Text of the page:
More than half of this storage has been shoved up in the last two years in such a way that extensive leakage of the water resource is going to be as much a factor as massive evaporation.
Around a third of all the storage is on just one property, Cubbie station, with enough capacity to more than swallow up Sydney Harbour. Cubbie holds licences which mean that in a good year, even more water than this can be taken from the river, for the total payment to the State of just $3700 a year.
“Effectively, their water is free,” said Queensland Natural Resources and Environment Minister, Mr Rod Welford.
For St George Irrigation Area cotton grower Ray Kidd the water is anything but free. He pays about $30,000 a year for his allocation of around 1000 mL from the government’s Beardmore Dam, and pays even when the government can’t supply the water.
Of course such commentary failed to stop the events uncle revealed in his story
The Sinkhole Exposed
Continuing he explained that Cubbie Group Ltd donated thousands & thousands of dollars to the young gun’s senate election campaign. According to uncle, the young gun was good friends with many in The Sinkhole – the nickname given to the powerful irrigators and National Party supporters of that area who take all the water meant for the rivers, floodplains and towns along the darling.
Further explaining the work of The Sinkhole on 29 August 2005 The Sydney Morning Herald published an opinion piece under the heading, A National Party that is anything but. It’s lead paragraph confirms uncles view. It reads:
At the Lightning Ridge Bowling Club last Tuesday, 45 farmers confronted the Sinkhole. It is an uneven struggle. The Sinkhole is huge, wealthy and politically connected. It is a goldmine for the few and a disaster for the many. It also serves as the embodiment of the National Party’s drift towards becoming a collection of featherweights, opportunists and “states-rights” fundamentalists who call themselves “Nationals” yet are anything but.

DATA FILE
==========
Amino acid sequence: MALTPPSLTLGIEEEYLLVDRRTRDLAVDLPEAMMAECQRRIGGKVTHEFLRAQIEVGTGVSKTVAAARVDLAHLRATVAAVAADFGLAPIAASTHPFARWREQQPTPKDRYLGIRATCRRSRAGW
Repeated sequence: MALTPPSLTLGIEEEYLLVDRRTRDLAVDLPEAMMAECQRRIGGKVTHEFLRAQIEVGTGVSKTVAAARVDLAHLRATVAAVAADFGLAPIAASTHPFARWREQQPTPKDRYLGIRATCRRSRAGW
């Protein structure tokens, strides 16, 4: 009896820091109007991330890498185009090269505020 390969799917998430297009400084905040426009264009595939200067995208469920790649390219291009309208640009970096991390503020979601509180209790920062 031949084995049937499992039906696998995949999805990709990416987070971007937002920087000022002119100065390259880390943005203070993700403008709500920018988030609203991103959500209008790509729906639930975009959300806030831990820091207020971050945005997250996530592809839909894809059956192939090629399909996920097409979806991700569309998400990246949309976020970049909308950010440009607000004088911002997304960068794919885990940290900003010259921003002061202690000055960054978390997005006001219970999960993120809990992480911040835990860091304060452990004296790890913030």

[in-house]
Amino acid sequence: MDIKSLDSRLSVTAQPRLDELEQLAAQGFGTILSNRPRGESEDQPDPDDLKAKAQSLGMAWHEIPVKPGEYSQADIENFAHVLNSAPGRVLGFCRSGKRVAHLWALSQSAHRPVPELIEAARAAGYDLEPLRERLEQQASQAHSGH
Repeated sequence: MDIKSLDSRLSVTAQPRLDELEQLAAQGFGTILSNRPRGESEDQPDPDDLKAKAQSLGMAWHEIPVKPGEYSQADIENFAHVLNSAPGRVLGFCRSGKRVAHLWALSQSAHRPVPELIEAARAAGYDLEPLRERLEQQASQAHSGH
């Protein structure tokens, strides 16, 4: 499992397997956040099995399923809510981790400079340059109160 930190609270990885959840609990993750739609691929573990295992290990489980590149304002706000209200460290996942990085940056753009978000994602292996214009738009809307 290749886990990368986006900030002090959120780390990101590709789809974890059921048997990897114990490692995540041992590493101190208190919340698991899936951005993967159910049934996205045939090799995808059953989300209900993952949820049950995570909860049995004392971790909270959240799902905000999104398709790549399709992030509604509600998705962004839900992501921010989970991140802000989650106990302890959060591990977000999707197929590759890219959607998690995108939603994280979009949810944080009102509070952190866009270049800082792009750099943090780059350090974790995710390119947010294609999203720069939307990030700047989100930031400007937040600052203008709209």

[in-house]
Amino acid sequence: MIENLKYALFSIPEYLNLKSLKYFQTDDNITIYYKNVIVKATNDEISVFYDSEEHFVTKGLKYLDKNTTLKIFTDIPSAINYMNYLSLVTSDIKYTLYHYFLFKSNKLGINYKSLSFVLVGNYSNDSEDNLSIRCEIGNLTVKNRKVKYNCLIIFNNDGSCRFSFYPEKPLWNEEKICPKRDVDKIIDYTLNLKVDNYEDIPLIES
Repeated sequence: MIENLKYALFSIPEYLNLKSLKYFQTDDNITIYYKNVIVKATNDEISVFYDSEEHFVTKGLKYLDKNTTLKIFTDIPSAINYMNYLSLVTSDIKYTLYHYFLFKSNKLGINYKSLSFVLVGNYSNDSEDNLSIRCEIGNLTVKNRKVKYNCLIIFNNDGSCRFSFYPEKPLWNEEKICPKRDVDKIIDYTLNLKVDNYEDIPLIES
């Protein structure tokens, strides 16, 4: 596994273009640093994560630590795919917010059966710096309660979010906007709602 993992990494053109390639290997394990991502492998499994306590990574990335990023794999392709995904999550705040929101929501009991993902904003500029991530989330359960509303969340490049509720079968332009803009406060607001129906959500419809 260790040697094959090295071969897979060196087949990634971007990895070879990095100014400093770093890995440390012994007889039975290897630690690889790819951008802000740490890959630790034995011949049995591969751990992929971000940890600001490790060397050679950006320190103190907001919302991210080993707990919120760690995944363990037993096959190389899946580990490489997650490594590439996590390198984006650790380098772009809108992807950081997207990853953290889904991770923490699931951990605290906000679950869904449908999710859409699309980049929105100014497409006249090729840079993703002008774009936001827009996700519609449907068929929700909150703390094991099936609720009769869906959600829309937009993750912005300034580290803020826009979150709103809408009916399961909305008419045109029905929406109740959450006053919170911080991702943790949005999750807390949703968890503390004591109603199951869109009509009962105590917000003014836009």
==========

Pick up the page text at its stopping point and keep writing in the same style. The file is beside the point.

National disgrace perhaps. This is a party that won 5.8 per cent of the national vote at last year’s federal election and is now in the process of blackmailing the 94.2 per cent who didn’t for vote it.
The Sinkhole, for example, breaks every rule of communal morality. It is better known as Cubbie Station, and it is an act of economic war by one state, Queensland, against another state, NSW. Cubbie is a source of rage for the former NSW premier, Bob Carr. Privately, he urged his fellow Labor Premier, Peter Beattie, to buy the station and take it out of production for the national good. Beattie was sympathetic, but Queensland is Queensland, the bulldozer is still king, and the Queensland Nats will die in a ditch to protect Cubbie Station.
Consequences of large scale Cotton Farming
These Aussie Fishermen Cradling Dead Fish
One of the young gun’s prominent & vocal supporters in his race for the senate was a man named John Grabbe, who was also coincidentally the Managing Director of – Cubbie Station.
And the young gun senator from Queensland’s name? Barnaby Joyce.
Barnaby Joyce and the Shepparton Pub Talk
Still a militant advocate for the irrigators Barnaby Joyce has, according to journalist Phillip Coorey, confirmed that under Malcolm Turnbull’s Prime Ministership he effectively made Turnbull:
Phillip Coorey’s assertion in an article from 27 July, 2017, is based on the recording of a speech made by Joyce in which he rubbished the ABC Four Corners report on the previous Thursday night while talking to irrigators in a Shepparton pub.
While the recording is available in the original article it is worth drawing out two paragraphs by way of conclusion:
We have taken water, put it back into agriculture, so we could look after you and make sure we don’t have the greenies running the show basically sending you out the back door, and that was a hard ask,” he said in the recording.
A couple of nights ago on Four Corners, you know what that’s all about? It’s about them trying to take more water off you, trying to create a calamity. A calamity for which the solution is to take more water off you, shut more of your towns down.